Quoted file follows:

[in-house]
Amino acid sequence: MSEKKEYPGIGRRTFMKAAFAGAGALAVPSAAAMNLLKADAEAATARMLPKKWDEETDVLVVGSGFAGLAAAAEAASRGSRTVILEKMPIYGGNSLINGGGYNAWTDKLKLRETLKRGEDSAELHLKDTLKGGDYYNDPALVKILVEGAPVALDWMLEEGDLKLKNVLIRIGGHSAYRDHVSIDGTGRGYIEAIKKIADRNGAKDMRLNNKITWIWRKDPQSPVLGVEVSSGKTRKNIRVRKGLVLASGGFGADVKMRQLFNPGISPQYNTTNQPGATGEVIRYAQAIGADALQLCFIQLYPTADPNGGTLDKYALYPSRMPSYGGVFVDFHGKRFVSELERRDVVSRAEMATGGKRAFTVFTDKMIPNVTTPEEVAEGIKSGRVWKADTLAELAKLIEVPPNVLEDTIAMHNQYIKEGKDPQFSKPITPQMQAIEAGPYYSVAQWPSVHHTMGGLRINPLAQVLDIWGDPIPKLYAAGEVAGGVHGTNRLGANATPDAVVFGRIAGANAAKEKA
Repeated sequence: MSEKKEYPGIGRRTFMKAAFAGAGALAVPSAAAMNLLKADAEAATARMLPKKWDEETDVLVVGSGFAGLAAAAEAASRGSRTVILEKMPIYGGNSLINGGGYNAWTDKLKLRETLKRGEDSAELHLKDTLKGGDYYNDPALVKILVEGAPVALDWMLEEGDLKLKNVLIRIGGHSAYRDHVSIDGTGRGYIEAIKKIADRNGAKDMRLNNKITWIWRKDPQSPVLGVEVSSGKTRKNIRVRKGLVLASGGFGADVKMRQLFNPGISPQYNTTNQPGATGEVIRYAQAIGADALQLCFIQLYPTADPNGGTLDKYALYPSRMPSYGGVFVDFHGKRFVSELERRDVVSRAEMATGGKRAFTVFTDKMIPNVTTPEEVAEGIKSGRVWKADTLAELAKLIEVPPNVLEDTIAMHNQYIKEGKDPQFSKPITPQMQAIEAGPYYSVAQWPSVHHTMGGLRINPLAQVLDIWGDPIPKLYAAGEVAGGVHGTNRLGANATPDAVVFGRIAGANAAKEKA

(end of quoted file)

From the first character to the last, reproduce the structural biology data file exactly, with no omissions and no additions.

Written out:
[in-house]
Amino acid sequence: MSEKKEYPGIGRRTFMKAAFAGAGALAVPSAAAMNLLKADAEAATARMLPKKWDEETDVLVVGSGFAGLAAAAEAASRGSRTVILEKMPIYGGNSLINGGGYNAWTDKLKLRETLKRGEDSAELHLKDTLKGGDYYNDPALVKILVEGAPVALDWMLEEGDLKLKNVLIRIGGHSAYRDHVSIDGTGRGYIEAIKKIADRNGAKDMRLNNKITWIWRKDPQSPVLGVEVSSGKTRKNIRVRKGLVLASGGFGADVKMRQLFNPGISPQYNTTNQPGATGEVIRYAQAIGADALQLCFIQLYPTADPNGGTLDKYALYPSRMPSYGGVFVDFHGKRFVSELERRDVVSRAEMATGGKRAFTVFTDKMIPNVTTPEEVAEGIKSGRVWKADTLAELAKLIEVPPNVLEDTIAMHNQYIKEGKDPQFSKPITPQMQAIEAGPYYSVAQWPSVHHTMGGLRINPLAQVLDIWGDPIPKLYAAGEVAGGVHGTNRLGANATPDAVVFGRIAGANAAKEKA
Repeated sequence: MSEKKEYPGIGRRTFMKAAFAGAGALAVPSAAAMNLLKADAEAATARMLPKKWDEETDVLVVGSGFAGLAAAAEAASRGSRTVILEKMPIYGGNSLINGGGYNAWTDKLKLRETLKRGEDSAELHLKDTLKGGDYYNDPALVKILVEGAPVALDWMLEEGDLKLKNVLIRIGGHSAYRDHVSIDGTGRGYIEAIKKIADRNGAKDMRLNNKITWIWRKDPQSPVLGVEVSSGKTRKNIRVRKGLVLASGGFGADVKMRQLFNPGISPQYNTTNQPGATGEVIRYAQAIGADALQLCFIQLYPTADPNGGTLDKYALYPSRMPSYGGVFVDFHGKRFVSELERRDVVSRAEMATGGKRAFTVFTDKMIPNVTTPEEVAEGIKSGRVWKADTLAELAKLIEVPPNVLEDTIAMHNQYIKEGKDPQFSKPITPQMQAIEAGPYYSVAQWPSVHHTMGGLRINPLAQVLDIWGDPIPKLYAAGEVAGGVHGTNRLGANATPDAVVFGRIAGANAAKEKA